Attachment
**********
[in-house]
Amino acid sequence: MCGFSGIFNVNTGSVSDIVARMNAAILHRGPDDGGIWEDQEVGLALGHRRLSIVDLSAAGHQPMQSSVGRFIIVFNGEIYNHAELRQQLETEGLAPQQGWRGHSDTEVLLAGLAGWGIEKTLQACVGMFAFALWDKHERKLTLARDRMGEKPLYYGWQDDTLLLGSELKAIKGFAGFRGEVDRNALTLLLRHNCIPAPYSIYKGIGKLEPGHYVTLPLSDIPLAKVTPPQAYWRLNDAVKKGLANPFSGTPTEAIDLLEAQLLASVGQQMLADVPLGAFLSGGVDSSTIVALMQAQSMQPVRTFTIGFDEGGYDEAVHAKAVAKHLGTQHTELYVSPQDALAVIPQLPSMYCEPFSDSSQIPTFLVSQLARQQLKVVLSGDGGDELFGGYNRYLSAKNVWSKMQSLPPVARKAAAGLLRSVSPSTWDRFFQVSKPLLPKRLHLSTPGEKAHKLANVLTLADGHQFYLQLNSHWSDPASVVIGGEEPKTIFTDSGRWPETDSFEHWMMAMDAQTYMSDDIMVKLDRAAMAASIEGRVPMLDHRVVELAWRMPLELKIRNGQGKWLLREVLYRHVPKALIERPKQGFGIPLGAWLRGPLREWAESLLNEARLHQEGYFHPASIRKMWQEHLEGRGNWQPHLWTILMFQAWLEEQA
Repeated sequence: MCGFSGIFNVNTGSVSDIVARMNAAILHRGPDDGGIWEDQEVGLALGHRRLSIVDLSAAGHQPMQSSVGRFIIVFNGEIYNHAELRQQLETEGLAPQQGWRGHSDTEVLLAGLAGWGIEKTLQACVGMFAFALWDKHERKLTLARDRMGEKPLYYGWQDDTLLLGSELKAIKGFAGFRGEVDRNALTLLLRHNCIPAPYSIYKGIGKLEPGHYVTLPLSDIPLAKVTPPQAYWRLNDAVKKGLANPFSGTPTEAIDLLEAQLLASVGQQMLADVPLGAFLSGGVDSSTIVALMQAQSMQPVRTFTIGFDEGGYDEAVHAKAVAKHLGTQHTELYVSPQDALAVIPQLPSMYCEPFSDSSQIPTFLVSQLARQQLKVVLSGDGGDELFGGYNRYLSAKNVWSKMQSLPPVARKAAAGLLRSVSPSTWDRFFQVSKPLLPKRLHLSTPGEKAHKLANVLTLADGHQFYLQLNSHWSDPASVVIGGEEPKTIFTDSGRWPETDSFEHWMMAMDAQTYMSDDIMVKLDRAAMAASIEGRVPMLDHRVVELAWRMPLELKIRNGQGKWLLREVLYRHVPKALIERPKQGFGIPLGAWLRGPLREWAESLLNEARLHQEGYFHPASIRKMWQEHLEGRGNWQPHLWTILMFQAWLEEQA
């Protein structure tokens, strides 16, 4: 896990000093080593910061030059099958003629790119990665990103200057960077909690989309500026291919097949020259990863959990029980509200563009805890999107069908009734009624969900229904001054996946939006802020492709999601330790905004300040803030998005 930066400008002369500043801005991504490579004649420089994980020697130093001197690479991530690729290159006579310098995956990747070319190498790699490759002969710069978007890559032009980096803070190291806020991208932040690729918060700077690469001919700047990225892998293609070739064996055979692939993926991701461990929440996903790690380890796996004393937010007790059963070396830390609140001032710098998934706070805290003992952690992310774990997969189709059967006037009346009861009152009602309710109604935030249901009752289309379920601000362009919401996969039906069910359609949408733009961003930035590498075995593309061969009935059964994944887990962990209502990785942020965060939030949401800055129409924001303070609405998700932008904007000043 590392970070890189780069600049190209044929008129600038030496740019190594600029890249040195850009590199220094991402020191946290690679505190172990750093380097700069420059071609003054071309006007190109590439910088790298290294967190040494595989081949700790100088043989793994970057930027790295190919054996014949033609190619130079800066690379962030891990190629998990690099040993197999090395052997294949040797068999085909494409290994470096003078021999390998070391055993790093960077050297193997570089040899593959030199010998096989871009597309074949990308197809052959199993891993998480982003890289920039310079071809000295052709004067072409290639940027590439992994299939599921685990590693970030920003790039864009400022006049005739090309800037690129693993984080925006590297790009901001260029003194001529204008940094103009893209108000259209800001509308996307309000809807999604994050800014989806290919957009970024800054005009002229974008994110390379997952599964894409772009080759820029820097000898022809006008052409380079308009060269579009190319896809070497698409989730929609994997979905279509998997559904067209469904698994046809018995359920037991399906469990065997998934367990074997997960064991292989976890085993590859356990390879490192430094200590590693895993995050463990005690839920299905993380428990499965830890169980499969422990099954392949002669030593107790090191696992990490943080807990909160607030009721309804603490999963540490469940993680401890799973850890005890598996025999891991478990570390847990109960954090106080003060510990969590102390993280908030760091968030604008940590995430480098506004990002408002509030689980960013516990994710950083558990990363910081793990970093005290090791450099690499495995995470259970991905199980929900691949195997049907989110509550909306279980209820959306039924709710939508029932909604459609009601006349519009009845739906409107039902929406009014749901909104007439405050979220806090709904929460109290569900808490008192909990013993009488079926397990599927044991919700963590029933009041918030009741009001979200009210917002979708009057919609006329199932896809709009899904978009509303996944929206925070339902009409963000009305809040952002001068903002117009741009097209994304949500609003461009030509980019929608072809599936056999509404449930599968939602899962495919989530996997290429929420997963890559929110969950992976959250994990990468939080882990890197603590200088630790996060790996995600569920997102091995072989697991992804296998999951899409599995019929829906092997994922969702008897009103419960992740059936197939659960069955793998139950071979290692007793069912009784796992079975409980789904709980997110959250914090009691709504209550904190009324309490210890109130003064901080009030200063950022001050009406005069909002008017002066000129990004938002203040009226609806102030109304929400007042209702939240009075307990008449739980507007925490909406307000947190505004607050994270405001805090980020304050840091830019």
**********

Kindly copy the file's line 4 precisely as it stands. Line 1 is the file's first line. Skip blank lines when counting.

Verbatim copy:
């Protein structure tokens, strides 16, 4: 896990000093080593910061030059099958003629790119990665990103200057960077909690989309500026291919097949020259990863959990029980509200563009805890999107069908009734009624969900229904001054996946939006802020492709999601330790905004300040803030998005 930066400008002369500043801005991504490579004649420089994980020697130093001197690479991530690729290159006579310098995956990747070319190498790699490759002969710069978007890559032009980096803070190291806020991208932040690729918060700077690469001919700047990225892998293609070739064996055979692939993926991701461990929440996903790690380890796996004393937010007790059963070396830390609140001032710098998934706070805290003992952690992310774990997969189709059967006037009346009861009152009602309710109604935030249901009752289309379920601000362009919401996969039906069910359609949408733009961003930035590498075995593309061969009935059964994944887990962990209502990785942020965060939030949401800055129409924001303070609405998700932008904007000043 590392970070890189780069600049190209044929008129600038030496740019190594600029890249040195850009590199220094991402020191946290690679505190172990750093380097700069420059071609003054071309006007190109590439910088790298290294967190040494595989081949700790100088043989793994970057930027790295190919054996014949033609190619130079800066690379962030891990190629998990690099040993197999090395052997294949040797068999085909494409290994470096003078021999390998070391055993790093960077050297193997570089040899593959030199010998096989871009597309074949990308197809052959199993891993998480982003890289920039310079071809000295052709004067072409290639940027590439992994299939599921685990590693970030920003790039864009400022006049005739090309800037690129693993984080925006590297790009901001260029003194001529204008940094103009893209108000259209800001509308996307309000809807999604994050800014989806290919957009970024800054005009002229974008994110390379997952599964894409772009080759820029820097000898022809006008052409380079308009060269579009190319896809070497698409989730929609994997979905279509998997559904067209469904698994046809018995359920037991399906469990065997998934367990074997997960064991292989976890085993590859356990390879490192430094200590590693895993995050463990005690839920299905993380428990499965830890169980499969422990099954392949002669030593107790090191696992990490943080807990909160607030009721309804603490999963540490469940993680401890799973850890005890598996025999891991478990570390847990109960954090106080003060510990969590102390993280908030760091968030604008940590995430480098506004990002408002509030689980960013516990994710950083558990990363910081793990970093005290090791450099690499495995995470259970991905199980929900691949195997049907989110509550909306279980209820959306039924709710939508029932909604459609009601006349519009009845739906409107039902929406009014749901909104007439405050979220806090709904929460109290569900808490008192909990013993009488079926397990599927044991919700963590029933009041918030009741009001979200009210917002979708009057919609006329199932896809709009899904978009509303996944929206925070339902009409963000009305809040952002001068903002117009741009097209994304949500609003461009030509980019929608072809599936056999509404449930599968939602899962495919989530996997290429929420997963890559929110969950992976959250994990990468939080882990890197603590200088630790996060790996995600569920997102091995072989697991992804296998999951899409599995019929829906092997994922969702008897009103419960992740059936197939659960069955793998139950071979290692007793069912009784796992079975409980789904709980997110959250914090009691709504209550904190009324309490210890109130003064901080009030200063950022001050009406005069909002008017002066000129990004938002203040009226609806102030109304929400007042209702939240009075307990008449739980507007925490909406307000947190505004607050994270405001805090980020304050840091830019």